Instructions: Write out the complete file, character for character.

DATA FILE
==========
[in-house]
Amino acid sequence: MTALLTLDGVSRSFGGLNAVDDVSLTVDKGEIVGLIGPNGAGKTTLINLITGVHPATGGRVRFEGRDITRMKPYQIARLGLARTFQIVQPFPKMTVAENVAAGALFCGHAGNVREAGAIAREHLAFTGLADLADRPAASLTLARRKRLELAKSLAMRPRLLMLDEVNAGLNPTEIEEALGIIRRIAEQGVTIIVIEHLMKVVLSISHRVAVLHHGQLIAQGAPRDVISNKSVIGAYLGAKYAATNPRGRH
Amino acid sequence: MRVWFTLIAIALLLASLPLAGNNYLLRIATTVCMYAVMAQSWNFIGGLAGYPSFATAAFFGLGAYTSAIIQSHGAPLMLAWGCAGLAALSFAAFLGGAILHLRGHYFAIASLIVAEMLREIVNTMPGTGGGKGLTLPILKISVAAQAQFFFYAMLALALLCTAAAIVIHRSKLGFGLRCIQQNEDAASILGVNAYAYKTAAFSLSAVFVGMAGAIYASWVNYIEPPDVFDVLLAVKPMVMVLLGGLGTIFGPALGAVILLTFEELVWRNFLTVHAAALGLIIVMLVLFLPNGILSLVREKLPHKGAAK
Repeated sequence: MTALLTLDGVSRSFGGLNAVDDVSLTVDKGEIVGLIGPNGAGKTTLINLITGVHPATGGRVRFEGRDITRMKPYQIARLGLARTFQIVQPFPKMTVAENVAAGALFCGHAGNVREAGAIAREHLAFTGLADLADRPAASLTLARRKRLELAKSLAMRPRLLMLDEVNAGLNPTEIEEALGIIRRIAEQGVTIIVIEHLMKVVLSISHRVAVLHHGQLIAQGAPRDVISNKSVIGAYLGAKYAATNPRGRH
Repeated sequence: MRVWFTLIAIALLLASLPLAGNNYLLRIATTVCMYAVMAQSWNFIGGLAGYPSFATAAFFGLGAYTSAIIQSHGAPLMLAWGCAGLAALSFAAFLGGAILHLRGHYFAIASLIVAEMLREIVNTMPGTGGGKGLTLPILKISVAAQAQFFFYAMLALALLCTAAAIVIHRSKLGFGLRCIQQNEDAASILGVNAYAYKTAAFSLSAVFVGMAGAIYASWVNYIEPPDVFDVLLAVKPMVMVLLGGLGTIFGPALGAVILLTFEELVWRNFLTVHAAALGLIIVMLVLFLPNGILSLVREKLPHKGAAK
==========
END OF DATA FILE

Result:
[in-house]
Amino acid sequence: MTALLTLDGVSRSFGGLNAVDDVSLTVDKGEIVGLIGPNGAGKTTLINLITGVHPATGGRVRFEGRDITRMKPYQIARLGLARTFQIVQPFPKMTVAENVAAGALFCGHAGNVREAGAIAREHLAFTGLADLADRPAASLTLARRKRLELAKSLAMRPRLLMLDEVNAGLNPTEIEEALGIIRRIAEQGVTIIVIEHLMKVVLSISHRVAVLHHGQLIAQGAPRDVISNKSVIGAYLGAKYAATNPRGRH
Amino acid sequence: MRVWFTLIAIALLLASLPLAGNNYLLRIATTVCMYAVMAQSWNFIGGLAGYPSFATAAFFGLGAYTSAIIQSHGAPLMLAWGCAGLAALSFAAFLGGAILHLRGHYFAIASLIVAEMLREIVNTMPGTGGGKGLTLPILKISVAAQAQFFFYAMLALALLCTAAAIVIHRSKLGFGLRCIQQNEDAASILGVNAYAYKTAAFSLSAVFVGMAGAIYASWVNYIEPPDVFDVLLAVKPMVMVLLGGLGTIFGPALGAVILLTFEELVWRNFLTVHAAALGLIIVMLVLFLPNGILSLVREKLPHKGAAK
Repeated sequence: MTALLTLDGVSRSFGGLNAVDDVSLTVDKGEIVGLIGPNGAGKTTLINLITGVHPATGGRVRFEGRDITRMKPYQIARLGLARTFQIVQPFPKMTVAENVAAGALFCGHAGNVREAGAIAREHLAFTGLADLADRPAASLTLARRKRLELAKSLAMRPRLLMLDEVNAGLNPTEIEEALGIIRRIAEQGVTIIVIEHLMKVVLSISHRVAVLHHGQLIAQGAPRDVISNKSVIGAYLGAKYAATNPRGRH
Repeated sequence: MRVWFTLIAIALLLASLPLAGNNYLLRIATTVCMYAVMAQSWNFIGGLAGYPSFATAAFFGLGAYTSAIIQSHGAPLMLAWGCAGLAALSFAAFLGGAILHLRGHYFAIASLIVAEMLREIVNTMPGTGGGKGLTLPILKISVAAQAQFFFYAMLALALLCTAAAIVIHRSKLGFGLRCIQQNEDAASILGVNAYAYKTAAFSLSAVFVGMAGAIYASWVNYIEPPDVFDVLLAVKPMVMVLLGGLGTIFGPALGAVILLTFEELVWRNFLTVHAAALGLIIVMLVLFLPNGILSLVREKLPHKGAAK